A normal INR is 0.8 to 1.1 for people not taking blood thinners and 2.0 to 3.0 for people taking warfarin and other blood-thinning drugs, according to MedlinePlus. INR stands for international normalized ratio.
Laboratories often use INR to report the results of the prothrombin time test. The PT test measures how long it takes for the plasma in the blood to clot. In someone who doesn't take blood thinners, an INR of 1.1 or greater indicates the blood is not clotting quickly enough. Causes of slow clotting time include liver disease, vitamin K deficiency, bleeding disorders and a condition called disseminated intravascular coagulation.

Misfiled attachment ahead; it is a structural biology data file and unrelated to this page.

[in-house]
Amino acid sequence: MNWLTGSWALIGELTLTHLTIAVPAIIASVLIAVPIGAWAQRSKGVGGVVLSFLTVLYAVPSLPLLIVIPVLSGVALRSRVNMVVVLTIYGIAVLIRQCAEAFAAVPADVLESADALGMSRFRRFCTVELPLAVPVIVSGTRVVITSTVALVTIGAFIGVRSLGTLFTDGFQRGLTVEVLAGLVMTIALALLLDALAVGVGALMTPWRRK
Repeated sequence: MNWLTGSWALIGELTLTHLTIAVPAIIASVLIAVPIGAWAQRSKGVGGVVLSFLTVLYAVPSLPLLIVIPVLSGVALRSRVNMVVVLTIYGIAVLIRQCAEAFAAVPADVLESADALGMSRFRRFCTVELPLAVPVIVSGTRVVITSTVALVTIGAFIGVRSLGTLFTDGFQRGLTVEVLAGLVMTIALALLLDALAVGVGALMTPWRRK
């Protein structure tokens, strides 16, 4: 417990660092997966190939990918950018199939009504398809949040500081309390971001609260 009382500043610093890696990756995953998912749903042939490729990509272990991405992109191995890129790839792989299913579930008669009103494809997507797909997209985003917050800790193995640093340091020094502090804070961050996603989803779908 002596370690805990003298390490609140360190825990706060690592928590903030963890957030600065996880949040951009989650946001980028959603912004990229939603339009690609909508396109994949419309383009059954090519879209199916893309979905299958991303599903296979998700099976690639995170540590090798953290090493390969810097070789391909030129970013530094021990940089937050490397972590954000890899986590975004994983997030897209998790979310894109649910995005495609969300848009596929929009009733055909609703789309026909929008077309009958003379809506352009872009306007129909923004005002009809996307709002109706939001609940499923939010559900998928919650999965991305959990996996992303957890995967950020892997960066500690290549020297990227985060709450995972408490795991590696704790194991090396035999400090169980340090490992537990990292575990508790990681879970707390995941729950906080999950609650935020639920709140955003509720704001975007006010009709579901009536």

The desired INR range is not the same for every person taking blood thinners, states MedlinePlus. Although many doctors advise their patients to maintain an INR of 2.0 to 3.0, it's not unusual for a doctor to set a different goal based on a patient's medical history. If someone taking a blood thinner has an INR outside the desired range, his doctor might have to adjust the dosage of the blood-thinning medication. Some food and drugs also interfere with the way blood thinners work. An INR of less than 2.0 means someone is at risk of a blood clot, while an INR above 3.0 indicates the person may have an increased risk of bleeding.